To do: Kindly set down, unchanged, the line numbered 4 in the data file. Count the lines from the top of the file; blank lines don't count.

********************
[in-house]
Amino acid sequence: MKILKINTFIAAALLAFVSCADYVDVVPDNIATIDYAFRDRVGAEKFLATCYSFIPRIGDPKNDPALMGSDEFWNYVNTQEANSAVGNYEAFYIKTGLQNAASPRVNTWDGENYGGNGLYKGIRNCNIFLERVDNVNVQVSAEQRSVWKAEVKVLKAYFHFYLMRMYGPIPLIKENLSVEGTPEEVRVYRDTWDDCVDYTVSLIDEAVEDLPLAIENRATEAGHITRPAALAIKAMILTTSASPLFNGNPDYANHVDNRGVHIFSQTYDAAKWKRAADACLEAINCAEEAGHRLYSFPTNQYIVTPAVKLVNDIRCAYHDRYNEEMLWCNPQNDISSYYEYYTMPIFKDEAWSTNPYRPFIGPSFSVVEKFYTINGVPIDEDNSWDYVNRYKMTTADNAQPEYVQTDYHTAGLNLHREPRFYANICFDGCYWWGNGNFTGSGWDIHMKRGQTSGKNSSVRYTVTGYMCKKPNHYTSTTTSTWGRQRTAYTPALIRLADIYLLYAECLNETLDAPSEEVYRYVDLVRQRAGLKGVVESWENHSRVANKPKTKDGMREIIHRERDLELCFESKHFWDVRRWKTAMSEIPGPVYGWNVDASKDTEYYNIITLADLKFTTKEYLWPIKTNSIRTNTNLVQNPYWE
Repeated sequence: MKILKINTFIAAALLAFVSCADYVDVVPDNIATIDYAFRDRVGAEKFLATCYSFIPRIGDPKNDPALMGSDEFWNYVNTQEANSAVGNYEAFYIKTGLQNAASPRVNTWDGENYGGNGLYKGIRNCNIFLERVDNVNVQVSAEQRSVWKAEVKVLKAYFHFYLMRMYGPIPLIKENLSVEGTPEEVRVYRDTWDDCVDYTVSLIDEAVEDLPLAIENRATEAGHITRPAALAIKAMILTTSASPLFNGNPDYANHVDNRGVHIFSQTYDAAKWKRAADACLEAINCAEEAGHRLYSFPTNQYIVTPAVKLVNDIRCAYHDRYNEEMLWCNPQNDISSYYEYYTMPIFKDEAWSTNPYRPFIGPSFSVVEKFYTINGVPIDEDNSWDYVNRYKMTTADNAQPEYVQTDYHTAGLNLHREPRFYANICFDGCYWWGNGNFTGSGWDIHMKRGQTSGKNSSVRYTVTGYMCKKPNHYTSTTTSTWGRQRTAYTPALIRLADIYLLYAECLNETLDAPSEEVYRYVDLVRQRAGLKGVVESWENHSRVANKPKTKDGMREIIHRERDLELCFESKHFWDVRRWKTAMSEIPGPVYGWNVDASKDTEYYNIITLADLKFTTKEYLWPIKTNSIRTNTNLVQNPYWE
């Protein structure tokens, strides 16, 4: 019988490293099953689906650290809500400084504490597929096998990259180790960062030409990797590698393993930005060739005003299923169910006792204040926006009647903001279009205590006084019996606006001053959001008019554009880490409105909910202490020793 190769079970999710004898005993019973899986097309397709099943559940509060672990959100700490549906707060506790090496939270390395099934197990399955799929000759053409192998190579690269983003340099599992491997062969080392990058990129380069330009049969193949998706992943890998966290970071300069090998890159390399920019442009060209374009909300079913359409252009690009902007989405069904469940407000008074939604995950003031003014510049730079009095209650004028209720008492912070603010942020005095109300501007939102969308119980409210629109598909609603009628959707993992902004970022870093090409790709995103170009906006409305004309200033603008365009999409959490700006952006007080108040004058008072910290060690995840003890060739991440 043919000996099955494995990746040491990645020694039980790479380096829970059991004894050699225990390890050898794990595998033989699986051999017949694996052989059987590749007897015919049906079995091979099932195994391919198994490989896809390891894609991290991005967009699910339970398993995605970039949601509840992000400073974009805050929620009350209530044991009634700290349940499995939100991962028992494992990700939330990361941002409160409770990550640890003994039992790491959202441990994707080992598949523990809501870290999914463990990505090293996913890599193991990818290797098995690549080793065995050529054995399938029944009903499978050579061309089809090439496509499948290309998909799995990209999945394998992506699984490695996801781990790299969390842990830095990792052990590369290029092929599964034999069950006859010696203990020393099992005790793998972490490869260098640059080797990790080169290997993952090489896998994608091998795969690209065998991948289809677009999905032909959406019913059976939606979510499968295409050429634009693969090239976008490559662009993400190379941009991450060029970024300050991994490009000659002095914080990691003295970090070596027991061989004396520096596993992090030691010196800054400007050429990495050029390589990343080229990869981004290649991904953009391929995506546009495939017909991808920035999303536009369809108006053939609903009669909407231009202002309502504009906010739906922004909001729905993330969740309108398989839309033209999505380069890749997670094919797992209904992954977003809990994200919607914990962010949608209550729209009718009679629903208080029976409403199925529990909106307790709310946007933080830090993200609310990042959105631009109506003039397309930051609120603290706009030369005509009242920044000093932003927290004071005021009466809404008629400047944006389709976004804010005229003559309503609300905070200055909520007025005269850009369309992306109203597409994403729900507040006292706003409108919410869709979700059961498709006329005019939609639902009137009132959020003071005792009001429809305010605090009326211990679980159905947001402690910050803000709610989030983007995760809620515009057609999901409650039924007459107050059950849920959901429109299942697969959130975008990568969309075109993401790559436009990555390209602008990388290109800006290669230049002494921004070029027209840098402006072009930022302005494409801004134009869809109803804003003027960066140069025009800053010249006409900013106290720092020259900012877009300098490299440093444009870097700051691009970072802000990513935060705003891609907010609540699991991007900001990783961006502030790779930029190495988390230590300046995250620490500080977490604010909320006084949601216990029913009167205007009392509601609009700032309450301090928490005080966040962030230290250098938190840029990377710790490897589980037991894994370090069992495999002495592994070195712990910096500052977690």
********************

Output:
């Protein structure tokens, strides 16, 4: 019988490293099953689906650290809500400084504490597929096998990259180790960062030409990797590698393993930005060739005003299923169910006792204040926006009647903001279009205590006084019996606006001053959001008019554009880490409105909910202490020793 190769079970999710004898005993019973899986097309397709099943559940509060672990959100700490549906707060506790090496939270390395099934197990399955799929000759053409192998190579690269983003340099599992491997062969080392990058990129380069330009049969193949998706992943890998966290970071300069090998890159390399920019442009060209374009909300079913359409252009690009902007989405069904469940407000008074939604995950003031003014510049730079009095209650004028209720008492912070603010942020005095109300501007939102969308119980409210629109598909609603009628959707993992902004970022870093090409790709995103170009906006409305004309200033603008365009999409959490700006952006007080108040004058008072910290060690995840003890060739991440 043919000996099955494995990746040491990645020694039980790479380096829970059991004894050699225990390890050898794990595998033989699986051999017949694996052989059987590749007897015919049906079995091979099932195994391919198994490989896809390891894609991290991005967009699910339970398993995605970039949601509840992000400073974009805050929620009350209530044991009634700290349940499995939100991962028992494992990700939330990361941002409160409770990550640890003994039992790491959202441990994707080992598949523990809501870290999914463990990505090293996913890599193991990818290797098995690549080793065995050529054995399938029944009903499978050579061309089809090439496509499948290309998909799995990209999945394998992506699984490695996801781990790299969390842990830095990792052990590369290029092929599964034999069950006859010696203990020393099992005790793998972490490869260098640059080797990790080169290997993952090489896998994608091998795969690209065998991948289809677009999905032909959406019913059976939606979510499968295409050429634009693969090239976008490559662009993400190379941009991450060029970024300050991994490009000659002095914080990691003295970090070596027991061989004396520096596993992090030691010196800054400007050429990495050029390589990343080229990869981004290649991904953009391929995506546009495939017909991808920035999303536009369809108006053939609903009669909407231009202002309502504009906010739906922004909001729905993330969740309108398989839309033209999505380069890749997670094919797992209904992954977003809990994200919607914990962010949608209550729209009718009679629903208080029976409403199925529990909106307790709310946007933080830090993200609310990042959105631009109506003039397309930051609120603290706009030369005509009242920044000093932003927290004071005021009466809404008629400047944006389709976004804010005229003559309503609300905070200055909520007025005269850009369309992306109203597409994403729900507040006292706003409108919410869709979700059961498709006329005019939609639902009137009132959020003071005792009001429809305010605090009326211990679980159905947001402690910050803000709610989030983007995760809620515009057609999901409650039924007459107050059950849920959901429109299942697969959130975008990568969309075109993401790559436009990555390209602008990388290109800006290669230049002494921004070029027209840098402006072009930022302005494409801004134009869809109803804003003027960066140069025009800053010249006409900013106290720092020259900012877009300098490299440093444009870097700051691009970072802000990513935060705003891609907010609540699991991007900001990783961006502030790779930029190495988390230590300046995250620490500080977490604010909320006084949601216990029913009167205007009392509601609009700032309450301090928490005080966040962030230290250098938190840029990377710790490897589980037991894994370090069992495999002495592994070195712990910096500052977690």